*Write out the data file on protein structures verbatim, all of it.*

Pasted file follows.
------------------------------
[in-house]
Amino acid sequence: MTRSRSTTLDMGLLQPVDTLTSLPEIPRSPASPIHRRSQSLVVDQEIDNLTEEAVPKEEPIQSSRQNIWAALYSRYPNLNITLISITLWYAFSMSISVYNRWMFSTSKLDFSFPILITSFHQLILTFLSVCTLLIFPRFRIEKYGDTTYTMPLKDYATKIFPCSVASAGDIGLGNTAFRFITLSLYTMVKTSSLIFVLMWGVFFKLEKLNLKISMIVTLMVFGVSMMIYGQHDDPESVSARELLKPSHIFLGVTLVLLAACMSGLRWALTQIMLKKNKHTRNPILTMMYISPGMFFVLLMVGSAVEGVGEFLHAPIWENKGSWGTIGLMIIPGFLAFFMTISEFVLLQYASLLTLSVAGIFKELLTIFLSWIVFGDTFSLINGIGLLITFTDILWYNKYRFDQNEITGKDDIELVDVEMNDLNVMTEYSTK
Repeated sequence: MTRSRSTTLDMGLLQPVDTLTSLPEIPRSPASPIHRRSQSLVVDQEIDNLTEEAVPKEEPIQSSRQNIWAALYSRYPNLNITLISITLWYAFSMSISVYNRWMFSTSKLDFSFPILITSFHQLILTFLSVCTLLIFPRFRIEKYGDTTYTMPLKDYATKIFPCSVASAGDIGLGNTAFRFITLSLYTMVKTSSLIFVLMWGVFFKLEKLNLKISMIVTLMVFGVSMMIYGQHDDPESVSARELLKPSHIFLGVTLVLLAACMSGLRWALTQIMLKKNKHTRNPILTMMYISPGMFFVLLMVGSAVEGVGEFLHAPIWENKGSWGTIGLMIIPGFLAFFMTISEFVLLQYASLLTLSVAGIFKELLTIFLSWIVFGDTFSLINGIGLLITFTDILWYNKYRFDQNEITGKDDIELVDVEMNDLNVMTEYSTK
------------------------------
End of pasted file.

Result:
[in-house]
Amino acid sequence: MTRSRSTTLDMGLLQPVDTLTSLPEIPRSPASPIHRRSQSLVVDQEIDNLTEEAVPKEEPIQSSRQNIWAALYSRYPNLNITLISITLWYAFSMSISVYNRWMFSTSKLDFSFPILITSFHQLILTFLSVCTLLIFPRFRIEKYGDTTYTMPLKDYATKIFPCSVASAGDIGLGNTAFRFITLSLYTMVKTSSLIFVLMWGVFFKLEKLNLKISMIVTLMVFGVSMMIYGQHDDPESVSARELLKPSHIFLGVTLVLLAACMSGLRWALTQIMLKKNKHTRNPILTMMYISPGMFFVLLMVGSAVEGVGEFLHAPIWENKGSWGTIGLMIIPGFLAFFMTISEFVLLQYASLLTLSVAGIFKELLTIFLSWIVFGDTFSLINGIGLLITFTDILWYNKYRFDQNEITGKDDIELVDVEMNDLNVMTEYSTK
Repeated sequence: MTRSRSTTLDMGLLQPVDTLTSLPEIPRSPASPIHRRSQSLVVDQEIDNLTEEAVPKEEPIQSSRQNIWAALYSRYPNLNITLISITLWYAFSMSISVYNRWMFSTSKLDFSFPILITSFHQLILTFLSVCTLLIFPRFRIEKYGDTTYTMPLKDYATKIFPCSVASAGDIGLGNTAFRFITLSLYTMVKTSSLIFVLMWGVFFKLEKLNLKISMIVTLMVFGVSMMIYGQHDDPESVSARELLKPSHIFLGVTLVLLAACMSGLRWALTQIMLKKNKHTRNPILTMMYISPGMFFVLLMVGSAVEGVGEFLHAPIWENKGSWGTIGLMIIPGFLAFFMTISEFVLLQYASLLTLSVAGIFKELLTIFLSWIVFGDTFSLINGIGLLITFTDILWYNKYRFDQNEITGKDDIELVDVEMNDLNVMTEYSTK